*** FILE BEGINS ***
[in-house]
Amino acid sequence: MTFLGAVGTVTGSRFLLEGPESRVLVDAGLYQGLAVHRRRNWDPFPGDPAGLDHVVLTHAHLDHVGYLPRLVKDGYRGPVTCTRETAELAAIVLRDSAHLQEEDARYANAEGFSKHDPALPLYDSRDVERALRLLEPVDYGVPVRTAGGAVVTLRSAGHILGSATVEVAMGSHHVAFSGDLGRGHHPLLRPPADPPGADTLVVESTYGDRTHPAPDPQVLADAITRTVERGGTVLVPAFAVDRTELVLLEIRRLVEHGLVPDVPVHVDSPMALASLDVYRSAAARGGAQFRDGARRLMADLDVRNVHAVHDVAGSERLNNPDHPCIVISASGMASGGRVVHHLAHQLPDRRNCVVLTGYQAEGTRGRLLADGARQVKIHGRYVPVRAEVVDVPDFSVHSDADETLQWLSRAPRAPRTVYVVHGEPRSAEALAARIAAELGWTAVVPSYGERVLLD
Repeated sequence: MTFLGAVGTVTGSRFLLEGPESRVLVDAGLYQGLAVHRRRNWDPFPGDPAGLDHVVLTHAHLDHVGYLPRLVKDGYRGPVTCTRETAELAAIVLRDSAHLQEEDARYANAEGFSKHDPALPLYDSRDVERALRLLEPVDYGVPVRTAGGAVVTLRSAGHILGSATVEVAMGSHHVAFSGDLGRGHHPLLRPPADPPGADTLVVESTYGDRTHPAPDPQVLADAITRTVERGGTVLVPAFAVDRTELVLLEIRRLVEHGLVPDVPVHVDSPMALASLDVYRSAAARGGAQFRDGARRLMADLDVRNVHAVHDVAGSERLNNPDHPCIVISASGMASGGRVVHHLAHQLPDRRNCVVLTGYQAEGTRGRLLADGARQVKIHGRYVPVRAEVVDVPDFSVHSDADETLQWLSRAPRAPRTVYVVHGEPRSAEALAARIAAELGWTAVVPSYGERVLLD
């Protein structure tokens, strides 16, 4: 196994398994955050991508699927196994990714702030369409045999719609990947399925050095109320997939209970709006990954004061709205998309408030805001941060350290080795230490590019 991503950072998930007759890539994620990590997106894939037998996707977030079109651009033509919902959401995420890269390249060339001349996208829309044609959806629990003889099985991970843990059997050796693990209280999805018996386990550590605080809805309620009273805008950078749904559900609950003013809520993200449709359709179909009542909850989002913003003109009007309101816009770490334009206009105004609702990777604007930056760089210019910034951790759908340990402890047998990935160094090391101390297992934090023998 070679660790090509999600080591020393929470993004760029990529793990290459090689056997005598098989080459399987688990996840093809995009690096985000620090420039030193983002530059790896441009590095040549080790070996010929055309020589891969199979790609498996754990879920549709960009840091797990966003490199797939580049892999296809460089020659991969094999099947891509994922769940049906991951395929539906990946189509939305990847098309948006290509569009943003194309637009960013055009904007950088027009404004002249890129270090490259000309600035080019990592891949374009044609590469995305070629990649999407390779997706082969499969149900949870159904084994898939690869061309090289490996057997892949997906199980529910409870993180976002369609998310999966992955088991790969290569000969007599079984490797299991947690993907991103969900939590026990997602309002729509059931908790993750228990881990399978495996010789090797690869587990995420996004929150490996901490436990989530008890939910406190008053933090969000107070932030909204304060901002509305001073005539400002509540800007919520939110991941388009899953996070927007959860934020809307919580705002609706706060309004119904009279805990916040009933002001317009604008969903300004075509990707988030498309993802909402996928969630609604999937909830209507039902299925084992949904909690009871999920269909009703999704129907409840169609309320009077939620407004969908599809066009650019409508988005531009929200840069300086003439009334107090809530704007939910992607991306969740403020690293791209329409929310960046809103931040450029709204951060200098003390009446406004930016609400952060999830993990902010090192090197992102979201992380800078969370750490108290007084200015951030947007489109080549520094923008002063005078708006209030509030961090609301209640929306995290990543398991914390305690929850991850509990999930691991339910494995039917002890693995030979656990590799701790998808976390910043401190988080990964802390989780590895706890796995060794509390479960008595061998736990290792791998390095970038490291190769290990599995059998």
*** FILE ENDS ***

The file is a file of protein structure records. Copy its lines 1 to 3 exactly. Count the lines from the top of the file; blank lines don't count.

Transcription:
[in-house]
Amino acid sequence: MTFLGAVGTVTGSRFLLEGPESRVLVDAGLYQGLAVHRRRNWDPFPGDPAGLDHVVLTHAHLDHVGYLPRLVKDGYRGPVTCTRETAELAAIVLRDSAHLQEEDARYANAEGFSKHDPALPLYDSRDVERALRLLEPVDYGVPVRTAGGAVVTLRSAGHILGSATVEVAMGSHHVAFSGDLGRGHHPLLRPPADPPGADTLVVESTYGDRTHPAPDPQVLADAITRTVERGGTVLVPAFAVDRTELVLLEIRRLVEHGLVPDVPVHVDSPMALASLDVYRSAAARGGAQFRDGARRLMADLDVRNVHAVHDVAGSERLNNPDHPCIVISASGMASGGRVVHHLAHQLPDRRNCVVLTGYQAEGTRGRLLADGARQVKIHGRYVPVRAEVVDVPDFSVHSDADETLQWLSRAPRAPRTVYVVHGEPRSAEALAARIAAELGWTAVVPSYGERVLLD
Repeated sequence: MTFLGAVGTVTGSRFLLEGPESRVLVDAGLYQGLAVHRRRNWDPFPGDPAGLDHVVLTHAHLDHVGYLPRLVKDGYRGPVTCTRETAELAAIVLRDSAHLQEEDARYANAEGFSKHDPALPLYDSRDVERALRLLEPVDYGVPVRTAGGAVVTLRSAGHILGSATVEVAMGSHHVAFSGDLGRGHHPLLRPPADPPGADTLVVESTYGDRTHPAPDPQVLADAITRTVERGGTVLVPAFAVDRTELVLLEIRRLVEHGLVPDVPVHVDSPMALASLDVYRSAAARGGAQFRDGARRLMADLDVRNVHAVHDVAGSERLNNPDHPCIVISASGMASGGRVVHHLAHQLPDRRNCVVLTGYQAEGTRGRLLADGARQVKIHGRYVPVRAEVVDVPDFSVHSDADETLQWLSRAPRAPRTVYVVHGEPRSAEALAARIAAELGWTAVVPSYGERVLLD